Those are life-changing moments. And those are the moments I live for.

MC: What’s the most dangerous encounter you’ve ever had in the wilderness?

BL: Oh, there have been a few. Especially since I’ve been training guides, so the last 15 years. There have been a lot of encounters, especially when you’re dealing with dangerous big game, like buffalo or hippo. We want to show the prospective guides how the animals behave.

It’s like race car driving: You know that something can happen if you’re not careful. But yes, it has been close a few times, especially with elephants. In 2008, an elephant bumped me, and my backup guide had to shoot the animal or it would have killed me. That was really dicey.

I think it’s more dangerous to cross the road in a first world country than to be here in the bush.

And the other extreme was, I also had to shoot an animal once. But you know, I have over 18,500 hours of wilderness experience, and I’m happy that only two animals had to die. I would be much happier if none of the animals had had to be shot.

But when it’s either your life, your client’s life, or the animal’s life, you don’t really have a choice. If you’re not willing to shoot, you can’t be a guide. That said, I think it’s more dangerous to cross the road in a first world country than it is to be out here in the bush.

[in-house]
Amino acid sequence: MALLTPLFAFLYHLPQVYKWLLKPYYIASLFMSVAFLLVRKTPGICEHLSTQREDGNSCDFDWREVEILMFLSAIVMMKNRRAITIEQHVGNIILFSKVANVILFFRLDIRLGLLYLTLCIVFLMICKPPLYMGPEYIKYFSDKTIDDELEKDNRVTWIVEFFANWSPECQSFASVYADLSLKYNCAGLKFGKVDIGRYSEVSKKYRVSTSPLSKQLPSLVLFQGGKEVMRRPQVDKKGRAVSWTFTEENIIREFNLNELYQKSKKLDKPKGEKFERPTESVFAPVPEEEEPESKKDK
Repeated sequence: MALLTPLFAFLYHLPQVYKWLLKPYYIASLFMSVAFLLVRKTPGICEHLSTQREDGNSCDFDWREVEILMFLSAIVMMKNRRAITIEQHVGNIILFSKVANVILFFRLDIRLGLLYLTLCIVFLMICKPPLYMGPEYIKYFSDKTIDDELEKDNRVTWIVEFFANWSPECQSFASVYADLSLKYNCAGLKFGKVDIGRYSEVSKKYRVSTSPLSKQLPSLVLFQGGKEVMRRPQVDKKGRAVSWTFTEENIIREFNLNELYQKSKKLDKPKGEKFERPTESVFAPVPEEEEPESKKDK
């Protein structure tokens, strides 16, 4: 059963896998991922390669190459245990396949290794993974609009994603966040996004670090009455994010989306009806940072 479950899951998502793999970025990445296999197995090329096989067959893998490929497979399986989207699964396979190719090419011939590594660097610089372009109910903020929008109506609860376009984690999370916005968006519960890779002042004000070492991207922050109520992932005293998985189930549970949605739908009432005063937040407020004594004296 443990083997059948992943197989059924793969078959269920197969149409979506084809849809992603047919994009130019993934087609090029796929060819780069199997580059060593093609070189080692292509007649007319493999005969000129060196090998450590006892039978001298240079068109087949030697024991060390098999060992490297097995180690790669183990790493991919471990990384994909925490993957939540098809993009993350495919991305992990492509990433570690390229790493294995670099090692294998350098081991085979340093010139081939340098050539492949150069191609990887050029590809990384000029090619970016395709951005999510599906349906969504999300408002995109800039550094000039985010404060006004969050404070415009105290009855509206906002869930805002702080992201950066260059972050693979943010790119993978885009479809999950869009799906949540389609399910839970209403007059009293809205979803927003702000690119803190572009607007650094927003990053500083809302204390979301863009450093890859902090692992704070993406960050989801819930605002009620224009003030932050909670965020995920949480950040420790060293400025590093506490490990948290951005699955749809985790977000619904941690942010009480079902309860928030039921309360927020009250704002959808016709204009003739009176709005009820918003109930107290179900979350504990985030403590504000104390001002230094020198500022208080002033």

Bruce uses photos to explain to Sophie, Martina and Kim where the brain is located in different animals. In case of an attack, the shooter has to hit it with his first shot.

MC: Do you have a motto or a quote that reflects your personal values?

BL: There’s a quote that keeps following me. It’s not mine, but it’s something I strive to do and motivate other people to do, especially guides:

Yesterday is history, tomorrow is a mystery. Now is a gift, that’s why it’s called present.

Yesterday is history, tomorrow is a mystery. Now is a gift, that’s why it’s called present.

I wish people would live like this. You know that tomorrow you could be dead. Therefore, you’d better live your life to the fullest now. Prepare for tomorrow, but live in the now.